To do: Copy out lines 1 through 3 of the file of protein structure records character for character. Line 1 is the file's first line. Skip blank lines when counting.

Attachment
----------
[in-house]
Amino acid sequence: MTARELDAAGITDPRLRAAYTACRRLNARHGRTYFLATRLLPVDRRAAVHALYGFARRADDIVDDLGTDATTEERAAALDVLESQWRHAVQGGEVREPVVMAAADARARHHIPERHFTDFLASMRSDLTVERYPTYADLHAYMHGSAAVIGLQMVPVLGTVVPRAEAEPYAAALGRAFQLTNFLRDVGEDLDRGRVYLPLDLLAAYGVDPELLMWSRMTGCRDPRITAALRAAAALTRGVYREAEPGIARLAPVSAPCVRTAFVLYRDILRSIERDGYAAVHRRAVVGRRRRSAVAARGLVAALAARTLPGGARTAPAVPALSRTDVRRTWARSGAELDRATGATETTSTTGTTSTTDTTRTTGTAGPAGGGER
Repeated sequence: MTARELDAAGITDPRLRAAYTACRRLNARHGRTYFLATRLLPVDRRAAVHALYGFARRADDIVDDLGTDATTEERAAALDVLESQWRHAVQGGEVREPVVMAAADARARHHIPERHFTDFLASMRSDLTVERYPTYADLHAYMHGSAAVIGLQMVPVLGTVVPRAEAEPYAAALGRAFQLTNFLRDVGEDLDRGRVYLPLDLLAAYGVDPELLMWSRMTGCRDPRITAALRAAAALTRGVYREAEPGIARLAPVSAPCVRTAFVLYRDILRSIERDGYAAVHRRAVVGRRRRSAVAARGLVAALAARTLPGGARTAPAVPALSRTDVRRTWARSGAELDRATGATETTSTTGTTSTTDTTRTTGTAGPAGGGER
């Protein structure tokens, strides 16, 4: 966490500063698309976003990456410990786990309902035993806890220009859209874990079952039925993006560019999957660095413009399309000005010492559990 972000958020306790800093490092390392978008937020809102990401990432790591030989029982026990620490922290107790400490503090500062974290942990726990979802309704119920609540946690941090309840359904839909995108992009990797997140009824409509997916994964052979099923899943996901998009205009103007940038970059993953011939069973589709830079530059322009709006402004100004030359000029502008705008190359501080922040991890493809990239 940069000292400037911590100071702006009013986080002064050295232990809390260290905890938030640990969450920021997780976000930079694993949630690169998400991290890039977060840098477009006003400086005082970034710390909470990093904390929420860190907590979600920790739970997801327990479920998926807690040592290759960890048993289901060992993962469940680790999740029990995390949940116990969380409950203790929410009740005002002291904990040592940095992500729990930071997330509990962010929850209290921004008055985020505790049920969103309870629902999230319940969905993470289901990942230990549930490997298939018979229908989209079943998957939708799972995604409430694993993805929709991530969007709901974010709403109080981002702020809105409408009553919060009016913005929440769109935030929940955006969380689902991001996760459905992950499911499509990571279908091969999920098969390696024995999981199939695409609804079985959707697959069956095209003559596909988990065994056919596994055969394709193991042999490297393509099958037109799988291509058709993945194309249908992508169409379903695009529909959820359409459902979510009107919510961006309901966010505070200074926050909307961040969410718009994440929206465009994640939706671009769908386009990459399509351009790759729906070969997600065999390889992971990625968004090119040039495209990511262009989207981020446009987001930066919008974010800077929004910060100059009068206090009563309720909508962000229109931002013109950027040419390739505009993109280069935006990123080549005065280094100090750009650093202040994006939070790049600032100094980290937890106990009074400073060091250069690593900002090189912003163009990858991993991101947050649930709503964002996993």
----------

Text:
[in-house]
Amino acid sequence: MTARELDAAGITDPRLRAAYTACRRLNARHGRTYFLATRLLPVDRRAAVHALYGFARRADDIVDDLGTDATTEERAAALDVLESQWRHAVQGGEVREPVVMAAADARARHHIPERHFTDFLASMRSDLTVERYPTYADLHAYMHGSAAVIGLQMVPVLGTVVPRAEAEPYAAALGRAFQLTNFLRDVGEDLDRGRVYLPLDLLAAYGVDPELLMWSRMTGCRDPRITAALRAAAALTRGVYREAEPGIARLAPVSAPCVRTAFVLYRDILRSIERDGYAAVHRRAVVGRRRRSAVAARGLVAALAARTLPGGARTAPAVPALSRTDVRRTWARSGAELDRATGATETTSTTGTTSTTDTTRTTGTAGPAGGGER
Repeated sequence: MTARELDAAGITDPRLRAAYTACRRLNARHGRTYFLATRLLPVDRRAAVHALYGFARRADDIVDDLGTDATTEERAAALDVLESQWRHAVQGGEVREPVVMAAADARARHHIPERHFTDFLASMRSDLTVERYPTYADLHAYMHGSAAVIGLQMVPVLGTVVPRAEAEPYAAALGRAFQLTNFLRDVGEDLDRGRVYLPLDLLAAYGVDPELLMWSRMTGCRDPRITAALRAAAALTRGVYREAEPGIARLAPVSAPCVRTAFVLYRDILRSIERDGYAAVHRRAVVGRRRRSAVAARGLVAALAARTLPGGARTAPAVPALSRTDVRRTWARSGAELDRATGATETTSTTGTTSTTDTTRTTGTAGPAGGGER